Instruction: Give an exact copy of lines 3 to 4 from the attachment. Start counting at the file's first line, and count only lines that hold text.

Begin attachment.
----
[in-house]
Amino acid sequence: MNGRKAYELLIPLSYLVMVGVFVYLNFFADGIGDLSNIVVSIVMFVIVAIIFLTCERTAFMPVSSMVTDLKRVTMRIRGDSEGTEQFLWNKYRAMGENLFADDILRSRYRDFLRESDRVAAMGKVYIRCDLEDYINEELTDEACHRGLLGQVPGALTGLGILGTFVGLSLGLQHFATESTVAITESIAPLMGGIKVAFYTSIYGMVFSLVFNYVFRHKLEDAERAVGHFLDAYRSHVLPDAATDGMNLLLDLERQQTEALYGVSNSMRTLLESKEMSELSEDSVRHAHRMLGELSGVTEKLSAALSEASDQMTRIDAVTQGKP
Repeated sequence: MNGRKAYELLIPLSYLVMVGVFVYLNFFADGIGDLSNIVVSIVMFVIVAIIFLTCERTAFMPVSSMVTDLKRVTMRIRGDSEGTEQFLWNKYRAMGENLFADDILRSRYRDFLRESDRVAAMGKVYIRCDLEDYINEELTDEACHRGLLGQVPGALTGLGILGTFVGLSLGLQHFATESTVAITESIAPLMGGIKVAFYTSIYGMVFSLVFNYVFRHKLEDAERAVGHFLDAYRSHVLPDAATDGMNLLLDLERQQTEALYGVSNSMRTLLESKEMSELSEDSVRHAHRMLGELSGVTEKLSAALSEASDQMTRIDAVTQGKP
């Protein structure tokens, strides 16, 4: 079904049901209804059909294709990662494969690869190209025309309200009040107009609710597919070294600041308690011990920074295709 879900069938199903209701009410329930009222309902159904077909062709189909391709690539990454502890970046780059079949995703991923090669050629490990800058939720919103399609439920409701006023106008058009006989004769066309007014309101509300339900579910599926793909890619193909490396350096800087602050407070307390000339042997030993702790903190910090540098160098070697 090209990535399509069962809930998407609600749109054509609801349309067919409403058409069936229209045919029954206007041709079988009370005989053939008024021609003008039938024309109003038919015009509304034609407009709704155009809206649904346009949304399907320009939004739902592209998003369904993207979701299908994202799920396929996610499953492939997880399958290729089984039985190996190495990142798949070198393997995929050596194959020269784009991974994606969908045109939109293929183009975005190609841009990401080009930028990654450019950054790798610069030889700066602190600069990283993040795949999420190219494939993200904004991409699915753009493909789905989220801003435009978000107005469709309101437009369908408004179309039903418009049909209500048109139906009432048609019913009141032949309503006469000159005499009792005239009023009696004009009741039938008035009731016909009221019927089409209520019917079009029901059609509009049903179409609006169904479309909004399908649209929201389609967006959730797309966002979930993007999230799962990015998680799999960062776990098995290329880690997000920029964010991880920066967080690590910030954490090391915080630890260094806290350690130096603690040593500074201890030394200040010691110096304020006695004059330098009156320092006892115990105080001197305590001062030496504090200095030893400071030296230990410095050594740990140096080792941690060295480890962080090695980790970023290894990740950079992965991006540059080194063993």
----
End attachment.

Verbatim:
Repeated sequence: MNGRKAYELLIPLSYLVMVGVFVYLNFFADGIGDLSNIVVSIVMFVIVAIIFLTCERTAFMPVSSMVTDLKRVTMRIRGDSEGTEQFLWNKYRAMGENLFADDILRSRYRDFLRESDRVAAMGKVYIRCDLEDYINEELTDEACHRGLLGQVPGALTGLGILGTFVGLSLGLQHFATESTVAITESIAPLMGGIKVAFYTSIYGMVFSLVFNYVFRHKLEDAERAVGHFLDAYRSHVLPDAATDGMNLLLDLERQQTEALYGVSNSMRTLLESKEMSELSEDSVRHAHRMLGELSGVTEKLSAALSEASDQMTRIDAVTQGKP
């Protein structure tokens, strides 16, 4: 079904049901209804059909294709990662494969690869190209025309309200009040107009609710597919070294600041308690011990920074295709 879900069938199903209701009410329930009222309902159904077909062709189909391709690539990454502890970046780059079949995703991923090669050629490990800058939720919103399609439920409701006023106008058009006989004769066309007014309101509300339900579910599926793909890619193909490396350096800087602050407070307390000339042997030993702790903190910090540098160098070697 090209990535399509069962809930998407609600749109054509609801349309067919409403058409069936229209045919029954206007041709079988009370005989053939008024021609003008039938024309109003038919015009509304034609407009709704155009809206649904346009949304399907320009939004739902592209998003369904993207979701299908994202799920396929996610499953492939997880399958290729089984039985190996190495990142798949070198393997995929050596194959020269784009991974994606969908045109939109293929183009975005190609841009990401080009930028990654450019950054790798610069030889700066602190600069990283993040795949999420190219494939993200904004991409699915753009493909789905989220801003435009978000107005469709309101437009369908408004179309039903418009049909209500048109139906009432048609019913009141032949309503006469000159005499009792005239009023009696004009009741039938008035009731016909009221019927089409209520019917079009029901059609509009049903179409609006169904479309909004399908649209929201389609967006959730797309966002979930993007999230799962990015998680799999960062776990098995290329880690997000920029964010991880920066967080690590910030954490090391915080630890260094806290350690130096603690040593500074201890030394200040010691110096304020006695004059330098009156320092006892115990105080001197305590001062030496504090200095030893400071030296230990410095050594740990140096080792941690060295480890962080090695980790970023290894990740950079992965991006540059080194063993």